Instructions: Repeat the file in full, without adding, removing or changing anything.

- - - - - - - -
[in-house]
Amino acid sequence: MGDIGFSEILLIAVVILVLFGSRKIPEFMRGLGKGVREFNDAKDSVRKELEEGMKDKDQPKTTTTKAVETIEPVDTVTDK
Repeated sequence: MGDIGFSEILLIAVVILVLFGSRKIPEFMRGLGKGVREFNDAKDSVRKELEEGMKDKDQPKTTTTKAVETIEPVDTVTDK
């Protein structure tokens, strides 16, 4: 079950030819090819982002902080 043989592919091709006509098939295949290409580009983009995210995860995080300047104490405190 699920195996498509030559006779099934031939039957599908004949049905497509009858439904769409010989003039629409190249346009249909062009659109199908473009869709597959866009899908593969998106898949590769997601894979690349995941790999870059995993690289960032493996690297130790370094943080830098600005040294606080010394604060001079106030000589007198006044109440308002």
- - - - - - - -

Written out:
[in-house]
Amino acid sequence: MGDIGFSEILLIAVVILVLFGSRKIPEFMRGLGKGVREFNDAKDSVRKELEEGMKDKDQPKTTTTKAVETIEPVDTVTDK
Repeated sequence: MGDIGFSEILLIAVVILVLFGSRKIPEFMRGLGKGVREFNDAKDSVRKELEEGMKDKDQPKTTTTKAVETIEPVDTVTDK
């Protein structure tokens, strides 16, 4: 079950030819090819982002902080 043989592919091709006509098939295949290409580009983009995210995860995080300047104490405190 699920195996498509030559006779099934031939039957599908004949049905497509009858439904769409010989003039629409190249346009249909062009659109199908473009869709597959866009899908593969998106898949590769997601894979690349995941790999870059995993690289960032493996690297130790370094943080830098600005040294606080010394604060001079106030000589007198006044109440308002």